MANILA, NOVEMBER 28, 2003  (STAR) GOTCHA By Jarius Bondoc - Whatís wrong with the picture? Show biz stars and movie fans are at the appointed place as early as 10 a.m. The buzz is that Fernando Poe Jr., Da King of Philippine cinema, would finally end months of suspense and declare his availability for the highest office in the land. Supporters blare that an opponent has emerged to give President Gloria Macapagal a tough fight in 2004. At past noon the matinee idol enters the hall to say he has made the hardest decision of his life. And then he proceeds to answer questions from the movie press. Why today? Because itís a Wednesday, his luckiest day of the week and the eve of his late dadís birthday, he explains. And heís wearing royal blue, he goes on, because itís his lucky color too. And he chose the Manila Hotelís Champagne Room for the momentous occasion because thatís where he met his wife 35 summers ago.

So whatís wrong with the pix? Well, somebody apparently forgot that in announcing oneís candidacy, he must also unveil his vision and plans for the people. More so if heís bandied as the candidate of the masa.

There was no such enlightenment. The rest of Wednesday afternoon was devoted by radio, the medium of the masa, to details about FPJís life in Tinseltown. His first bit role and starrer, his first award, his patience for reading long scripts, his no-frills cocktails with lowly stuntmen. It was all about the glitterati and the masaís love for it. No wonder the literati and the business community scoffed at the seeming "beauty contest" slumbook of presidential selection.

One rare, learned commentator noticed the void and compared it to how adoring fans of Gary Cooper in 1936 touted him as the next President of the US because he had shown his political skill in the box-office hit Mr. Deeds Goes to Town. Citing FPJís own movies, the radioman deadpanned that the action star ably has battled against jueteng as barangay captain in Dito sa Pitong Gatang, against corrupt judges in Kapag Puno na ang Salop, and against poverty in Lagot Ka sa Tatay Ko. The commentator also wondered if RP would lose Japanese aid and investments, since FPJ mows them down by the dozen per bullet in war flicks.

Some of FPJís advocates noticed the void, too, and rushed to come up with meaningful lines on why he would make a good President. Aware of the biggest twit about FPJ, one of them went on several television stations to say that "his having no previous work in politics is a plus in a country messed up by politicians." But since the apologist was himself a politician, the statement didnít wash. Another said an FPJ Presidency could solve the Moro secession since he is idolized by Muslims in Mindanao. But that only drew guffaws at armed moviegoers who shoot at screen villains creeping up their idol from behind. Senator Tito Sotto, the former TV comedian who convinced the actor to run, also said "experience and competence is secondary (sic), even tertiary, to one with public trust." But coming from someone who once said in a Senate hearing that "if this paper is fake, then there must be an original," it sounded like a gag from a skit. And many who caught the news just couldnít get over FPJís own revelation that the reason heís joining the presidential race is because "nahihiya na ako sa maraming kaibigang nanghihikayat (Itís already so embarrassing to many friends whoíve been egging me)."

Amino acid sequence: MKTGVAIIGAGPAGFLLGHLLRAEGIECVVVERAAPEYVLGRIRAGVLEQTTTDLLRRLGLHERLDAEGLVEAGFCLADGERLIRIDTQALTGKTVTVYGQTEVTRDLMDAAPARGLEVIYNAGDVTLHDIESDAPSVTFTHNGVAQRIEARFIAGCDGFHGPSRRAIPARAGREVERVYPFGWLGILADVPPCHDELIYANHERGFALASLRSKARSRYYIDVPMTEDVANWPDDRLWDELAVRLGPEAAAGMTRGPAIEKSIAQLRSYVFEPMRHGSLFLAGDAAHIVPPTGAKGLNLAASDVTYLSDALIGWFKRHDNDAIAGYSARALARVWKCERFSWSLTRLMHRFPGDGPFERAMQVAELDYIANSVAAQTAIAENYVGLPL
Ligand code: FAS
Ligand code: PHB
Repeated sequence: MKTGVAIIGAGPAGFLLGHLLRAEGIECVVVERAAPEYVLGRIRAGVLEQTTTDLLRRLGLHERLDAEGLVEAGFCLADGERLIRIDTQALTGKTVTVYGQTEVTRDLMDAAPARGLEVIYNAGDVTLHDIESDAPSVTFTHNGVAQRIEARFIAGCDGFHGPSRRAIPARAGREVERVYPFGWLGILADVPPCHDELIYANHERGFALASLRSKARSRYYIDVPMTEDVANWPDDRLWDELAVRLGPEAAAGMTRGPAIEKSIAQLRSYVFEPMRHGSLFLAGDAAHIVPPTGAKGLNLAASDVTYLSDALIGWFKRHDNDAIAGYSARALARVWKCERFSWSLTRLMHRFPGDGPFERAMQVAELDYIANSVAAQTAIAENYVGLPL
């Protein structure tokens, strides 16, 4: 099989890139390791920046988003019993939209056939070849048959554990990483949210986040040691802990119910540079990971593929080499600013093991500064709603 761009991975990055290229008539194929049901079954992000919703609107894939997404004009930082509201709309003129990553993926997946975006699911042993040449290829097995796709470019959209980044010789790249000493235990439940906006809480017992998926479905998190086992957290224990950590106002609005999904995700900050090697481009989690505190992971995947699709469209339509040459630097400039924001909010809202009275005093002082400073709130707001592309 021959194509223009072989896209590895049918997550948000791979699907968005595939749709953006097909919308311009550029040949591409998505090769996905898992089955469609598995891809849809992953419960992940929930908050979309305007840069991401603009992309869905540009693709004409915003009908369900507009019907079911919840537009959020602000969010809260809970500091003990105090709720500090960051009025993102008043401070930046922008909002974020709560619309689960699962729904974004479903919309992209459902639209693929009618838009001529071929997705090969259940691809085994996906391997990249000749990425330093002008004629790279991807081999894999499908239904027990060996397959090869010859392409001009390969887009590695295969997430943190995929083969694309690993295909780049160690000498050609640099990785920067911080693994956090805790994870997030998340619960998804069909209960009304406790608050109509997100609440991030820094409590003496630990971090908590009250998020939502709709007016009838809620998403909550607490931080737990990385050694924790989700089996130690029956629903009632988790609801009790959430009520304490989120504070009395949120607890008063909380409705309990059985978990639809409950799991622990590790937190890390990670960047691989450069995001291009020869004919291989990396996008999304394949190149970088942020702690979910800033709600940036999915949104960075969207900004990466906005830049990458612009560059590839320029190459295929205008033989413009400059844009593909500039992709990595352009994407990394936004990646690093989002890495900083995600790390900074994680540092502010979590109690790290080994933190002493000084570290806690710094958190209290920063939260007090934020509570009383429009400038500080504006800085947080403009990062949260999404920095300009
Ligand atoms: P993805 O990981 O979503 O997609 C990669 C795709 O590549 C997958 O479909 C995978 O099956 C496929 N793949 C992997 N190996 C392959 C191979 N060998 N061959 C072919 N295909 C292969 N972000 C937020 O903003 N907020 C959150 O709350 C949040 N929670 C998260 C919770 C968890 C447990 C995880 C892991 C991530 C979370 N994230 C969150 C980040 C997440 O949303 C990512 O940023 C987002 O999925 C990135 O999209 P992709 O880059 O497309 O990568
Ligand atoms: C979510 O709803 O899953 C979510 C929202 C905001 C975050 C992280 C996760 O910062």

Truth to tell, FPJ did utter some sound bites that make for a platform of government. Asked why he thinks heís right for the top job, he told The STAR, "I am not beholden to anybody." In what could be a heeding of the cry for clean government, he said, "I am not corrupt, so when businessmen see that there is no corruption, especially at the top, they will invest their money here."

Jailed ex-President Joseph Estrada claimed surprise at his bosom buddyís decision to run. Only last September, though, he had said he was close to convincing him to do so. And as FPJ declaimed on camera, "Since last year, when I went around the Philippines, I saw what the people need and I saw their clamor, and I cannot turn my back." Inevitably there were groans about the possibility of another actor running the affairs of state. But that comparison is unfair-to Estrada. Although now facing charges for the heinous crime of plundering the public coffers, he at least had first served as town mayor, senator and vice president before going for the big-time.

While her political aides welcomed FPJ to the fray, Ms. Macapagal had no comment. It was too close for historical comfort. Her dad had had to run for President against a popular actor too in 1961.

The most stinging remark of the day came from Senator Panfilo Lacson, FPJís rival for the nomination of a united Opposition that never was. After saying only last week that he will abide by the decision of his party, the FPJ declaration now has Lacson grumbling that he would run for President even if he doesnít get the draft. To which Sotto obliquely replied, as if foreclosing any more attempt at unity, that FPJ would get Loren Legarda, from the Senate majority, as vice presidential runningmate.

Lacson brags he has more qualifications than FPJís mere popularity to go for high position. His whole life, he has worked in government-first as a lieutenant of the dreaded Constabulary during the martial law regime, then rising up the ranks to become head of the corrupt National Police and finally senator of the realm. Throughout those years, he has accumulated much experience, including the artful dodging of heinous crime cases.

And thatís exactly whatís going for FPJ.

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Catch Sapol ni Jarius Bondoc, Saturdays at 8 a.m., on DWIZ (882-AM).

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E-mail: jariusbondoc@workmail.com

Reported by: Sol Jose Vanzi

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